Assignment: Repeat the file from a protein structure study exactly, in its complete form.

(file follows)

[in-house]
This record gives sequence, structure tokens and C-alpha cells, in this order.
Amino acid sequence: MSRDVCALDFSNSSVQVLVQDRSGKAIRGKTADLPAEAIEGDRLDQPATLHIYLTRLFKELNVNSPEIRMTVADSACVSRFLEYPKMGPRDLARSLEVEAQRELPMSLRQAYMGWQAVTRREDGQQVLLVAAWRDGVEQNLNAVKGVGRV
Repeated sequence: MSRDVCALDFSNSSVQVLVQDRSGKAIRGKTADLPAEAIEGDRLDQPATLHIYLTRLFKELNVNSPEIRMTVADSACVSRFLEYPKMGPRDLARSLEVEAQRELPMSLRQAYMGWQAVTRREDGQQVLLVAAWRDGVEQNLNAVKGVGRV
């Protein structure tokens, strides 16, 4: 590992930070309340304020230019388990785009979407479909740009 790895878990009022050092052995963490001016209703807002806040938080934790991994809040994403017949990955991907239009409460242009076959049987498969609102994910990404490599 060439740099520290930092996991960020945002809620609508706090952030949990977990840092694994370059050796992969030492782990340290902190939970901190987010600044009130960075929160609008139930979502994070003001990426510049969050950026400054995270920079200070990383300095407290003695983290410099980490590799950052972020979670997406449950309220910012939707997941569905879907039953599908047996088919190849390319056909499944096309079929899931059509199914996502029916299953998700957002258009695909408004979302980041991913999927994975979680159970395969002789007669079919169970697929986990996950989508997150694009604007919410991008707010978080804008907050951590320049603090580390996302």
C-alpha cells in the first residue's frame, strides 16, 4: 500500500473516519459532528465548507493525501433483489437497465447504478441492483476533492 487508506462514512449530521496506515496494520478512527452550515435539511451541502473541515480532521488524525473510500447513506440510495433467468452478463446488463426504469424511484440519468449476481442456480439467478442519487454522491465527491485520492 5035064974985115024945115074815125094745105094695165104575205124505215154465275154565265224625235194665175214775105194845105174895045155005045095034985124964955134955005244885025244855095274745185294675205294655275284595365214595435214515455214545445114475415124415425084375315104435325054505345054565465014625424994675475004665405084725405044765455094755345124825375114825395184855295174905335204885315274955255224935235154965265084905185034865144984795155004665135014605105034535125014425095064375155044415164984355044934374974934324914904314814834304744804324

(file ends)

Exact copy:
[in-house]
This record gives sequence, structure tokens and C-alpha cells, in this order.
Amino acid sequence: MSRDVCALDFSNSSVQVLVQDRSGKAIRGKTADLPAEAIEGDRLDQPATLHIYLTRLFKELNVNSPEIRMTVADSACVSRFLEYPKMGPRDLARSLEVEAQRELPMSLRQAYMGWQAVTRREDGQQVLLVAAWRDGVEQNLNAVKGVGRV
Repeated sequence: MSRDVCALDFSNSSVQVLVQDRSGKAIRGKTADLPAEAIEGDRLDQPATLHIYLTRLFKELNVNSPEIRMTVADSACVSRFLEYPKMGPRDLARSLEVEAQRELPMSLRQAYMGWQAVTRREDGQQVLLVAAWRDGVEQNLNAVKGVGRV
């Protein structure tokens, strides 16, 4: 590992930070309340304020230019388990785009979407479909740009 790895878990009022050092052995963490001016209703807002806040938080934790991994809040994403017949990955991907239009409460242009076959049987498969609102994910990404490599 060439740099520290930092996991960020945002809620609508706090952030949990977990840092694994370059050796992969030492782990340290902190939970901190987010600044009130960075929160609008139930979502994070003001990426510049969050950026400054995270920079200070990383300095407290003695983290410099980490590799950052972020979670997406449950309220910012939707997941569905879907039953599908047996088919190849390319056909499944096309079929899931059509199914996502029916299953998700957002258009695909408004979302980041991913999927994975979680159970395969002789007669079919169970697929986990996950989508997150694009604007919410991008707010978080804008907050951590320049603090580390996302």
C-alpha cells in the first residue's frame, strides 16, 4: 500500500473516519459532528465548507493525501433483489437497465447504478441492483476533492 487508506462514512449530521496506515496494520478512527452550515435539511451541502473541515480532521488524525473510500447513506440510495433467468452478463446488463426504469424511484440519468449476481442456480439467478442519487454522491465527491485520492 5035064974985115024945115074815125094745105094695165104575205124505215154465275154565265224625235194665175214775105194845105174895045155005045095034985124964955134955005244885025244855095274745185294675205294655275284595365214595435214515455214545445114475415124415425084375315104435325054505345054565465014625424994675475004665405084725405044765455094755345124825375114825395184855295174905335204885315274955255224935235154965265084905185034865144984795155004665135014605105034535125014425095064375155044415164984355044934374974934324914904314814834304744804324